Rather than just go indulge in a comp-stomp in Dawn of War, I decided I really didn't like having my will thwarted by people who think the likes of Clover and Jericho are useful, worthy companions.
Consequently, I sat and pondered a bit; allowing my Mind of Evil Genius +4 to do its blasphemous thing.
After a few minutes, I had an idea. For you see, it is not enough for me to merely add the tracking plugins to your inventory over and over. I want them to only be added if you've legitimately got them coming - if you've obtained the plugin correctly from the companion(s).
It was a simple enough system to lay out, and since I know several of my readers are companion makers themselves, I'm going to share - since I'm not sure when the plugin plugin for my standard companions pack will be uploaded.
If MaevaPluginTaken == 1 && PlayerRef.GetItemCount NosSpecialCompanionPluginMaeva != 1
PlayerRef.RemoveItem NosSpecialCompanionPluginMaeva 99 1
PlayerRef.AddItem NosSpecialCompanionPluginMaeva 1 1
As you can see, this checks a variable, checks your inventory, and if necessary fixes the amount to the proper one. The extra is necessary because presumably, you will at some point happen upon the chest where your personal possessions have been stashed. When that happens (because the plugins are quest items and thus not-droppable) you will have multiples only removable via console.
So, inserted into the GameMode block, the script maintains a real time watch on your inventory count, so long as the PluginTaken variable remains true (set to 1). If it's taken away, you get another plugin. If you get too many, they're removed and the proper singular instance added.
Couple this with the dialog to get the plugin - in my case, a simple "Give me your pip-boy plugin." order. When we add the initial plugin, we also reset the quest script's pertinent plugintaken variable - one for each companion.
From then on, the game can steal your shit as much as it wants, and the script will simply laugh and replace all the plugins you've collected.
Tested, and works perfectly. The extra flags on the add and remove item functions even hide the notifications, so you won't get HUD-spam of the items moving about.
Now, you may think this is somewhat silly - that I'm going to all this trouble just because I don't like being forced to play the game a specific way. You're only partially right. I am doing it for that reason, yes; but you should also remember that my "Special" plugins are a test-bed for things I want to do in my shared mods. In this case, I'm testing methods of making the pip-boy plugins effectively permanent, once acquired - and without requiring FOSE no less - so that with the eventual plugin mod, you'll be able to keep the girls in my companions pack around no matter where you go. Raven Rock, the O:A simulation, The Pitt... the game will quite literally not be able to stop you from activating the plugin and teleporting your backup in.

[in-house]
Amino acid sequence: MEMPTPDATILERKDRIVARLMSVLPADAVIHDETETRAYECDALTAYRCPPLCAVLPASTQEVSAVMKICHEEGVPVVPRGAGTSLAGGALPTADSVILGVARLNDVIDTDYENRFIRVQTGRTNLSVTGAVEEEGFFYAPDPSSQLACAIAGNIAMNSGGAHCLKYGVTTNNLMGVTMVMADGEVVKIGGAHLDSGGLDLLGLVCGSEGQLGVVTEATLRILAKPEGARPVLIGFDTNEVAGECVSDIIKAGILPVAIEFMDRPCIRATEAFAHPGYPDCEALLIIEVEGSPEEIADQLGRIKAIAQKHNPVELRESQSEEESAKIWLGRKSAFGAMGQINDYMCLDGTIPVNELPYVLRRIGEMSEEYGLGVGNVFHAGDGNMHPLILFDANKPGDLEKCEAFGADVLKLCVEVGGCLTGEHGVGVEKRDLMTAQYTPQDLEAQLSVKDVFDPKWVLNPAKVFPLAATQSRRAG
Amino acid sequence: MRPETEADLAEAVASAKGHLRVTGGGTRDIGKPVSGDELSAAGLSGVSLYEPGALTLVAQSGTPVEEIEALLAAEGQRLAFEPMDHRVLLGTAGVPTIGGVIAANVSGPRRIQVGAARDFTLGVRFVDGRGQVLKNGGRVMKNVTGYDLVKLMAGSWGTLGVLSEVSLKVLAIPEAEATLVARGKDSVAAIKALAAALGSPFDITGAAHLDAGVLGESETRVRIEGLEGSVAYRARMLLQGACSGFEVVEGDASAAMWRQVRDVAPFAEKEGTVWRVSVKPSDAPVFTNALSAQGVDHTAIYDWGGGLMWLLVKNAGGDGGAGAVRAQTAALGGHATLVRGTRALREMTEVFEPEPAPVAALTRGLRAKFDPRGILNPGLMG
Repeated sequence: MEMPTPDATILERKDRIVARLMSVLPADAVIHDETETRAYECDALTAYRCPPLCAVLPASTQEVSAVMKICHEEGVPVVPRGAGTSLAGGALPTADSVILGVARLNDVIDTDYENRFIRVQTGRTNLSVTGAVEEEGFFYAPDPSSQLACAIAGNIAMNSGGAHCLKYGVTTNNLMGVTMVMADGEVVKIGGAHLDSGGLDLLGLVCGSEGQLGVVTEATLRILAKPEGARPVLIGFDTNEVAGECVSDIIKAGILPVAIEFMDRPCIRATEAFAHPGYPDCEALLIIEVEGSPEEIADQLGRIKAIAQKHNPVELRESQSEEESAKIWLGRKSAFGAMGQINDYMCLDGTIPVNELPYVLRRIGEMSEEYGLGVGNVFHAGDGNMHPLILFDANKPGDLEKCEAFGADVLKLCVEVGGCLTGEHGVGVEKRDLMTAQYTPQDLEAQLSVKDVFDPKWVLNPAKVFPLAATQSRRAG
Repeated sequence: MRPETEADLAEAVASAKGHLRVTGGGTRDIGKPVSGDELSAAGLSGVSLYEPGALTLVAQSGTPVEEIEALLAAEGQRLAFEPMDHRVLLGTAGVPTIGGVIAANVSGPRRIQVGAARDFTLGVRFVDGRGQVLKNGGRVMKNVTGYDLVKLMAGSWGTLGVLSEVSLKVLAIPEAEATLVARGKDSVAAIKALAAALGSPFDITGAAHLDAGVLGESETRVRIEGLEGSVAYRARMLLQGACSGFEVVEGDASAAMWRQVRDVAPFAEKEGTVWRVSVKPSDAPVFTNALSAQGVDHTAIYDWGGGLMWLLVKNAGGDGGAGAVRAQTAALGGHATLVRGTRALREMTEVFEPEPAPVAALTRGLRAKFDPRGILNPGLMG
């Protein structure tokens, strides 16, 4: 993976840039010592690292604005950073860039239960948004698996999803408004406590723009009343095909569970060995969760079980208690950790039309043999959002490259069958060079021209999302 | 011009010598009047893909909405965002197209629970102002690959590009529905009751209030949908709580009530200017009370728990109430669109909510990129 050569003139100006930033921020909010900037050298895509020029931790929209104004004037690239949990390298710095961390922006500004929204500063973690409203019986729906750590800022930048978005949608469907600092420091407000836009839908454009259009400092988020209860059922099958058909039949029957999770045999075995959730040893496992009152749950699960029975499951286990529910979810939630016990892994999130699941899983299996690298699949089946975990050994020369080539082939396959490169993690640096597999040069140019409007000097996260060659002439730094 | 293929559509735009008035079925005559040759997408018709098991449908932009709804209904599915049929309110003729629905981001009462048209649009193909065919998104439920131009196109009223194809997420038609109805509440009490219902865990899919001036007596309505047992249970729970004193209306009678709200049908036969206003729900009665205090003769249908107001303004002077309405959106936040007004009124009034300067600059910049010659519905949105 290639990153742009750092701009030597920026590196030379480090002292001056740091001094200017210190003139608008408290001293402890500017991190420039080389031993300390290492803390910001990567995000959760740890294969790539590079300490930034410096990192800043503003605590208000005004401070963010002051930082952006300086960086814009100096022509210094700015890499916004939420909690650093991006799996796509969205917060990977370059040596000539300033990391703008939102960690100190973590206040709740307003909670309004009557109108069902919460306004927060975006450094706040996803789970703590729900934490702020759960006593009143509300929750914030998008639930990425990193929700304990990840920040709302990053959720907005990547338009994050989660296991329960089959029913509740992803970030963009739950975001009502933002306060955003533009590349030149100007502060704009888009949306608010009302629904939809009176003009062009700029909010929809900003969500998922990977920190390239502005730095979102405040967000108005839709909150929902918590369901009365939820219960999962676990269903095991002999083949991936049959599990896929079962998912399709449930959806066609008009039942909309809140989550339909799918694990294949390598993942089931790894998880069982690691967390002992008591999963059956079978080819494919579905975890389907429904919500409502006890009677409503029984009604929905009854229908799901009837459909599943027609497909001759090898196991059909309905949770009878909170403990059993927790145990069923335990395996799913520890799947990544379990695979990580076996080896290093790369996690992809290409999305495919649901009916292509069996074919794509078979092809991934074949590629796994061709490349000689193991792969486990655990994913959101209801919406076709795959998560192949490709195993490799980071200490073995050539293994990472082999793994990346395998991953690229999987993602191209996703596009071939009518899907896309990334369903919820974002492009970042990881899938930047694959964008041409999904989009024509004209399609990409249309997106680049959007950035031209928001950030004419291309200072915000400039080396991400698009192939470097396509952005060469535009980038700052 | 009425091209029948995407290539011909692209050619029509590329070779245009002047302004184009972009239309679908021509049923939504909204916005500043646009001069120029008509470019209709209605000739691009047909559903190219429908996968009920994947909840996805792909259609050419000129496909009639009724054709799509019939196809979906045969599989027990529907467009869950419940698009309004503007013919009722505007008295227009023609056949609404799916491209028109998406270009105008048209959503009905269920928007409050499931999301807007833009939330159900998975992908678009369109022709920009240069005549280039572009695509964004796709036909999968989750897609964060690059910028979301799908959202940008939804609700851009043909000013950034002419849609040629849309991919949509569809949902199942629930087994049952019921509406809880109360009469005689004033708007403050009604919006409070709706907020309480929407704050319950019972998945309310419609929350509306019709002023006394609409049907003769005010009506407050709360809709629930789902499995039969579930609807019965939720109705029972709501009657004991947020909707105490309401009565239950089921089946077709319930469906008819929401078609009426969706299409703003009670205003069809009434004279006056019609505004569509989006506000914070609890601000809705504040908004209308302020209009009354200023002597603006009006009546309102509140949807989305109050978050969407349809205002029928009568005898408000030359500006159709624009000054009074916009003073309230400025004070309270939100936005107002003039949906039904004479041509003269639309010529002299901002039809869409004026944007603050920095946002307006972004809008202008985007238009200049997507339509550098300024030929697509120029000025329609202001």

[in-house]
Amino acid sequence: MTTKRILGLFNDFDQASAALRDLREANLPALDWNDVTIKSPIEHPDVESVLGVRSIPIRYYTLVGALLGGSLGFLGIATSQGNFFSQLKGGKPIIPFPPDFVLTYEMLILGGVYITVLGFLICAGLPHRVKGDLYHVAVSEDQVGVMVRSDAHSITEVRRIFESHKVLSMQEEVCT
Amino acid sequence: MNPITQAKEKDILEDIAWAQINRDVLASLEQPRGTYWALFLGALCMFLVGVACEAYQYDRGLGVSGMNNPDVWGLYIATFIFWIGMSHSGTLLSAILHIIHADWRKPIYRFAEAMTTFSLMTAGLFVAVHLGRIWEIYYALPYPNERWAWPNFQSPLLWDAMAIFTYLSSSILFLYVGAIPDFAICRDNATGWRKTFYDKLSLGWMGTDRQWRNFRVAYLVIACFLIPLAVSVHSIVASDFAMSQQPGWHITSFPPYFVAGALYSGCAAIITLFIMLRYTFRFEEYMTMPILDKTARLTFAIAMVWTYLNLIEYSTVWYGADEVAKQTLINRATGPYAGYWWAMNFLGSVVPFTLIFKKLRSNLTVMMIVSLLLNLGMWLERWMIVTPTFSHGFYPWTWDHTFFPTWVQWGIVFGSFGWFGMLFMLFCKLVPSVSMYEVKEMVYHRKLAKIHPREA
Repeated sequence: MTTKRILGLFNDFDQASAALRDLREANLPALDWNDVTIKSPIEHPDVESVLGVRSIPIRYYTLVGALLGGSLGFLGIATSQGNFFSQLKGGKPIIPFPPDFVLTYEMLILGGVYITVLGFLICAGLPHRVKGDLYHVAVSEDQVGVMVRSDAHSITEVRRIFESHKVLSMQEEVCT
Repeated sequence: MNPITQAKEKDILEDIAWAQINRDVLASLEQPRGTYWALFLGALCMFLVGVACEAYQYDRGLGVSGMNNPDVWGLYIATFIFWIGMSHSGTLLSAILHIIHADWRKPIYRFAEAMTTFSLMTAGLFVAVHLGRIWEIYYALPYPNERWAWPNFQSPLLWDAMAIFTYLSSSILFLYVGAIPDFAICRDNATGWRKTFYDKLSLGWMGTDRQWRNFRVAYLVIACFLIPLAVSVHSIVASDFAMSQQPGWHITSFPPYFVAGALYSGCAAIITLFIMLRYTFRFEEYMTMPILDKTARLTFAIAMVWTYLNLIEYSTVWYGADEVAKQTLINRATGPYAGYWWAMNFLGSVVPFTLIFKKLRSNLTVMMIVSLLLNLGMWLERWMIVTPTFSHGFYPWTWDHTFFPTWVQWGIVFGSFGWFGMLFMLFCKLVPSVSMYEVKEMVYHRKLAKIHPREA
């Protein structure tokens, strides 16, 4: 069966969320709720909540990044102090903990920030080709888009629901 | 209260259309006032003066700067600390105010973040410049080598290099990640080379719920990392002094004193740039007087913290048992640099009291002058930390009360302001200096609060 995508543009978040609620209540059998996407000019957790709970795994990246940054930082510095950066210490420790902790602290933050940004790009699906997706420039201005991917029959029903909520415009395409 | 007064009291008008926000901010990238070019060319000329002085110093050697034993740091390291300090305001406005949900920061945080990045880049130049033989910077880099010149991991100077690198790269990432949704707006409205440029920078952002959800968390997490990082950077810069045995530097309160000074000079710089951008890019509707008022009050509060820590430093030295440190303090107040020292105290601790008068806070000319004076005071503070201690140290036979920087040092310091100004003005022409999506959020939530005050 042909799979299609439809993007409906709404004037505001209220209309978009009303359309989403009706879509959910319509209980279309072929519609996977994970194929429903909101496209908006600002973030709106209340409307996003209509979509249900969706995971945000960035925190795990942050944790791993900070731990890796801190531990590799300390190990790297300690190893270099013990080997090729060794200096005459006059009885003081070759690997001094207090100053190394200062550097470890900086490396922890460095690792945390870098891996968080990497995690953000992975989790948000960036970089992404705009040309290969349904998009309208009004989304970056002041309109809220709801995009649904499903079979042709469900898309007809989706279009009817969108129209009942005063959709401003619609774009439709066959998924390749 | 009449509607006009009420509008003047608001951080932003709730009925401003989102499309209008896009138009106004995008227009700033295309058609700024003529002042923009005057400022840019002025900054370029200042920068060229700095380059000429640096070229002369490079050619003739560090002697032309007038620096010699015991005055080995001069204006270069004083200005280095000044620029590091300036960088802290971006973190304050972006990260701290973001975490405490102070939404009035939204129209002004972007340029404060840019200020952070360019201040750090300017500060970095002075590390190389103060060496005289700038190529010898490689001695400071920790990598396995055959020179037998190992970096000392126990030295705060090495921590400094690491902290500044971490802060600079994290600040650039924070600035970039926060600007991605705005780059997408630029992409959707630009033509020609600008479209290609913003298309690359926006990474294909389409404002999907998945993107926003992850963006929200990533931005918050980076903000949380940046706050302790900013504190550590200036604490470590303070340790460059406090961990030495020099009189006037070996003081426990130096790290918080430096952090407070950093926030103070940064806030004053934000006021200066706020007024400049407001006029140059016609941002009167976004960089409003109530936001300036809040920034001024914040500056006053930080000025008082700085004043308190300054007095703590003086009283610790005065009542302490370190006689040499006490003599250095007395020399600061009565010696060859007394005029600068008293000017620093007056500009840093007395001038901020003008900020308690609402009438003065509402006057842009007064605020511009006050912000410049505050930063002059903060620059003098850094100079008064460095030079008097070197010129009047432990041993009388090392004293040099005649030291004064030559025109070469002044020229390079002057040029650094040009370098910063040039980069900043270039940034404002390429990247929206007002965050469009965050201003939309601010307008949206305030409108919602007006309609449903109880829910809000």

I also learned that apparently, companions can follow you into the Pitt downtown; but only if you pretend to be a slave. Either that, or being barred from entry once was enough to let my girls learn the system, and the next run-through they simply ignored the laws of the game engine to stay with me - which they have done before.
Before pretending to be a slave, I stashed all my equipment save the tattered slave outfit on one of the girls - who were completely ignored by the slavers (something that was doubtless a wise move for his continued survival). After getting inside I grabbed what equipment I needed back from her, leaving the extra in case my inventory should be pilfered yet again.
Now, you may also be wondering why in the holy hell I go to this much trouble, when in ten minutes I could simply drop new copies of them into the Pitt for DLC-only use. The answer is simple: this isn't Oblivion.
In Oblivion, one follower was much like another. They behaved according to their aggression and class, and were exactly the same on day one as they were a hundred hours in.
Here in Fallout 3, they're not. These companions grow personalities as they play; and dropping in "new copies" resets the 'ol AI-odometer to zero. Needless to say, I was not fond of this option.
Also: trogs? Yeah, they don't stand up so well to six hits from a 500 S&W mag in one second, and my girls' hunting instincts are as good as ever...
Hello, from the Pitt...